Valletta is found about half way along the north-east coast of Malta. Malta itself is in the Mediterranean, between Italy to the north and Libya to the south. Valletta is the capital of the island - the smallest capital in Europe, having a mere 7,500 residents.

Locally Valletta is known as 'Il Belt' - the city. It is also Malta's main port, due to its being a long peninsula (called Sceberras Peninsula) between two natural harbours - Grand Harbour and Marsamxett.

The city is best known for its setting and its architectural beauty and interest - perhaps above all for its splendid palaces and churches - and sufficient that the city is now a listed UNESCO world heritage site. It will perhaps remind you of Venice a little - a place of great beauty with narrow passages and side streets leading you into a slightly different and unexpected world, of a grandeur gone by - this is a good thing and part of the charm of Valletta!

Much of the architecture dates from the years following the foundation of the town by the Knights of St John in 1566 (following the siege of Malta by the Ottoman Turks the year before), although there are also substantial later additions and modifications.

Valletta suffered quite badly during World War II during sieges by the Italians and Germans and among the buildings lost was the (apparently very impressive) Royal Opera House, but the level of evident damage is surprisingly small.

Because the town is squeezed a thin, often steep, peninsula you are advised not to explore with your car. Rather, leave your car at Floriana just outside Valletta and then travel around the city on foot or by bus.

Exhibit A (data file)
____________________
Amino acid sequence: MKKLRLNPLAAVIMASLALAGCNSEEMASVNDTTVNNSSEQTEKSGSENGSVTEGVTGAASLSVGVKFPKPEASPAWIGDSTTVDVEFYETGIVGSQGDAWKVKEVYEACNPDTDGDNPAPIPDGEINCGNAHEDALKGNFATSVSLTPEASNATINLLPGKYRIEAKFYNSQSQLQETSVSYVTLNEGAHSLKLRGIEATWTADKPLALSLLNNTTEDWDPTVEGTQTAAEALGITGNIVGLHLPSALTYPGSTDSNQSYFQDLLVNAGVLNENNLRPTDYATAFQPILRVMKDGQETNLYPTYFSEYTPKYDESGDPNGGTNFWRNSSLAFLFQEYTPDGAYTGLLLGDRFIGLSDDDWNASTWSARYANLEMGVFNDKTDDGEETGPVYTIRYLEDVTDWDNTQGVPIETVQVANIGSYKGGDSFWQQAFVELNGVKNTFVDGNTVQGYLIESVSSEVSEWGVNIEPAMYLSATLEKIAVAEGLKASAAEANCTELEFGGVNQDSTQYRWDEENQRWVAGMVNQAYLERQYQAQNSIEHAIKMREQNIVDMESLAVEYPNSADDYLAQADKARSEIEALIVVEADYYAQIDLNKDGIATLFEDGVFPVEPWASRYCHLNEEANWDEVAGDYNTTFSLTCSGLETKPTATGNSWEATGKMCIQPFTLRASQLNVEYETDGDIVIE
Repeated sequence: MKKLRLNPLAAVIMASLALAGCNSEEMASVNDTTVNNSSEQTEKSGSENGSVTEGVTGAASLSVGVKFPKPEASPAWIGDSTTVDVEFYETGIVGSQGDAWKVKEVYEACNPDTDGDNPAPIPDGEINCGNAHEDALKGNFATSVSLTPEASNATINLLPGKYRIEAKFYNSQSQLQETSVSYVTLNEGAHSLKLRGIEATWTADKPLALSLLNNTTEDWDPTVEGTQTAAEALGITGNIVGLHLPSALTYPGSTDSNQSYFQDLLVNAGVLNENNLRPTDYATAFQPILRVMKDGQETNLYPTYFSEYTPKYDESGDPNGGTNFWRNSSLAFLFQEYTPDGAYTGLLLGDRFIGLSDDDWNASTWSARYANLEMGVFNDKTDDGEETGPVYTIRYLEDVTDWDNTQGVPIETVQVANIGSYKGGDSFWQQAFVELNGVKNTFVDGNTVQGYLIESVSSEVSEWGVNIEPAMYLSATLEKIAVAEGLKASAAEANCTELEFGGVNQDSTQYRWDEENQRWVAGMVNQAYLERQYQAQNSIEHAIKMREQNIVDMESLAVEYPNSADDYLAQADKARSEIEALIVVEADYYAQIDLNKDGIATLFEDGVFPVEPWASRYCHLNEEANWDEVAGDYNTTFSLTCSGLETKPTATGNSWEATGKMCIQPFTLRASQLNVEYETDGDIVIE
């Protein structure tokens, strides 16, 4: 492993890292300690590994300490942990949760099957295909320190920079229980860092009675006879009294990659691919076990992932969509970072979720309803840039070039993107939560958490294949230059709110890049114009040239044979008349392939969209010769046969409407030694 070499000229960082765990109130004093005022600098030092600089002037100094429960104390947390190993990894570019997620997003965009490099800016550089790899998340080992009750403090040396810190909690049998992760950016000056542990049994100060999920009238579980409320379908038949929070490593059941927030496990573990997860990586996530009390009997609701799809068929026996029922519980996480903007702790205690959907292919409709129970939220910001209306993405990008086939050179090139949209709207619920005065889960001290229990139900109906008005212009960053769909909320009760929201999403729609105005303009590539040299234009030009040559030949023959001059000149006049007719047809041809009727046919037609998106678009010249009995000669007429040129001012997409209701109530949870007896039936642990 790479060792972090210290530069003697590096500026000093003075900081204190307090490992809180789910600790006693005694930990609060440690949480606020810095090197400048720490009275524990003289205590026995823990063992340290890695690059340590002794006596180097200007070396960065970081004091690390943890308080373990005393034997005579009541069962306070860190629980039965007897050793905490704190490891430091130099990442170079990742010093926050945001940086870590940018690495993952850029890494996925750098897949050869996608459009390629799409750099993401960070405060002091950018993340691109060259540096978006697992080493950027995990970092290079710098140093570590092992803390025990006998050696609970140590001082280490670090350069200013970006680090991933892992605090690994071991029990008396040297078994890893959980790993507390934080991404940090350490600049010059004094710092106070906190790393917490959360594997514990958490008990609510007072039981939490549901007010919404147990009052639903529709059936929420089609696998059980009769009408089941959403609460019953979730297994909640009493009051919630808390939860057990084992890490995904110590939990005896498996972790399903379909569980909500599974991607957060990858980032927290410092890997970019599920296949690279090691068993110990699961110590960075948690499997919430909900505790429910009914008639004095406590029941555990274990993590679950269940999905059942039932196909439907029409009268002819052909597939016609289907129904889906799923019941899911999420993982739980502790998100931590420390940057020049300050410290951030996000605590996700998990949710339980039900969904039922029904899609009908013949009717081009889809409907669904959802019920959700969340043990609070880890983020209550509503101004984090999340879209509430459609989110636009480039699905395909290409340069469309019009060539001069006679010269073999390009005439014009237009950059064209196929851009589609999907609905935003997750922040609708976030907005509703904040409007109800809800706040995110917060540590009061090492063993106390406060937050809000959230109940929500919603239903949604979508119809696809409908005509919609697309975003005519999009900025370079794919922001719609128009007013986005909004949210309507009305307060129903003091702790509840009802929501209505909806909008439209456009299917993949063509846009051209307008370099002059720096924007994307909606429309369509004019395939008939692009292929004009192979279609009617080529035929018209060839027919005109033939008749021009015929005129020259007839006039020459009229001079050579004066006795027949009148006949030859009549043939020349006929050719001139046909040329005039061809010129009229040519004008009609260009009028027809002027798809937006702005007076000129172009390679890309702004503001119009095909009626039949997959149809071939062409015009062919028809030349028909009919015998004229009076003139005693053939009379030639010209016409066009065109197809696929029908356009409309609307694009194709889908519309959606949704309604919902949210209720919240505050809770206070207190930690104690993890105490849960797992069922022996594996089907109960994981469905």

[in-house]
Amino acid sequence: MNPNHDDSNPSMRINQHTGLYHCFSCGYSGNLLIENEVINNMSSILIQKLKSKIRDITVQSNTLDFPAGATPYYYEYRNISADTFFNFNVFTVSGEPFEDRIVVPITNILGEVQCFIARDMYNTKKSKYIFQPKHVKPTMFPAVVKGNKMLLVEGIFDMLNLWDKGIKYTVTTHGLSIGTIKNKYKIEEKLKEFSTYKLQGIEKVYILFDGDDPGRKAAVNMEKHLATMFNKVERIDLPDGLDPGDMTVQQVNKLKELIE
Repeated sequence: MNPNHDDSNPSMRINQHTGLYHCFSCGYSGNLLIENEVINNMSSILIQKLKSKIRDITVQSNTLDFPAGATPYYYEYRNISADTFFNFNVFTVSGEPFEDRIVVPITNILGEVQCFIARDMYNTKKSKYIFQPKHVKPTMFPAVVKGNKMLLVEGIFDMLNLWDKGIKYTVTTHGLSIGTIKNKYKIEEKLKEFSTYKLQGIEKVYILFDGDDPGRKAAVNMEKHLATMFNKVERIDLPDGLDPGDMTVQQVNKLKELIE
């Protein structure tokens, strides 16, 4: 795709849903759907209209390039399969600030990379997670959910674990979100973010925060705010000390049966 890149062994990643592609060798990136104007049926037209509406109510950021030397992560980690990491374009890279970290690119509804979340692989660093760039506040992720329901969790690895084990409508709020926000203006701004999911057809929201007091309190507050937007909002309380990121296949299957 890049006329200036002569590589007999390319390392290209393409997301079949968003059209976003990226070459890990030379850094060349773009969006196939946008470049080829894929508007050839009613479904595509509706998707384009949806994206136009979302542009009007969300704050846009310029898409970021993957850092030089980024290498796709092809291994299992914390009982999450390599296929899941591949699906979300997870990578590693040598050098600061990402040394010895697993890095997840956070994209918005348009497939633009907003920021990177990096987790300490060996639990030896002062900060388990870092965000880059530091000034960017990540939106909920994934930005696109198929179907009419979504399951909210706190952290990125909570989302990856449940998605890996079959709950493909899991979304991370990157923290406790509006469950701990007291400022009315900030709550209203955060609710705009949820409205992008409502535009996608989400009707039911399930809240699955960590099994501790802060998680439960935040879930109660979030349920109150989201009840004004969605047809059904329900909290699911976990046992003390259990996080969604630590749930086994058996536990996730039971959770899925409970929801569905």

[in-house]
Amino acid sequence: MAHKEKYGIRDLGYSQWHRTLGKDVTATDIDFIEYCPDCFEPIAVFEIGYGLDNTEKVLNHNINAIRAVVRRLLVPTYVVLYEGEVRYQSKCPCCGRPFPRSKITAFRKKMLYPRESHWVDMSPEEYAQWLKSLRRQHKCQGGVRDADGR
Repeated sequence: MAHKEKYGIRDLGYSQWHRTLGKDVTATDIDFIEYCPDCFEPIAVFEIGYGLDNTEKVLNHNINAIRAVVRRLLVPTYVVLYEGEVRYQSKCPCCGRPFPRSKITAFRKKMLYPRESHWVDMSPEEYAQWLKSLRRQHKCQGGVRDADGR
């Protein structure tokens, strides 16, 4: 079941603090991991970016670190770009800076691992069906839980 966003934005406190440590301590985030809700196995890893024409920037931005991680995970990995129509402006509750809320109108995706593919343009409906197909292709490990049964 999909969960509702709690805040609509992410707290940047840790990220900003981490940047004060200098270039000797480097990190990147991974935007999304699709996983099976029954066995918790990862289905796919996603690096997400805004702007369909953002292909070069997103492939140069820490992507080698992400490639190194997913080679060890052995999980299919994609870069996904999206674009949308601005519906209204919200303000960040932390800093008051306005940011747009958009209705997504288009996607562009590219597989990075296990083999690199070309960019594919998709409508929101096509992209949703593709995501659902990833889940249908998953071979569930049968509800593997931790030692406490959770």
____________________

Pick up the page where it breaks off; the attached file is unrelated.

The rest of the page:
Skyline Valletta Malta

Main highlights and places to see in Valletta

The main street in Valletta, the Republic Street, runs much of the length of the town and will be your starting point for exploring, and later on for shopping perhaps.

Grand Masters Palace - now home to the country's parliament so not always open to the public.

Co-Cathedral of St John and Caravaggio's painting 'Beheading of Saint John the Baptist' in the cathedral museum. The cathedral itself - rather uninteresting from the outside - has an impressive sequence of chapels and painted frescoes in the highly ornate interior. The highly decorated tombs of the knights are also set in the floor of the cathedral.

Churches of Valletta - more than 20 are to be found in this small city. Too numerous to list here, the highlights include Our Lady of Victories Church (the first building completed in Valletta); the Carmelite Church and the 19th century Saint Pauls Anglican Cathedral.

Valletta Museum of Archaeology - trace 7500 years of Maltese history through the artefacts in this interesting museum

Barrakka Gardens - for the gardens themselves of course, but also for lovely views out across Grand Harbour the gardens fall in two parts - the Upper Barrakka Gardens and the Lower Barrakka gardens. Lovely gardens with various monuments...and still more views...if you are on a whistle-stop tour be sure to visit at least the Upper Gardens.

Fortifications - Valletta is still encircled by its medieval fortifications offering numerous fine views across the harbour (especially from the gardens mentioned above and also Hastings Gardens)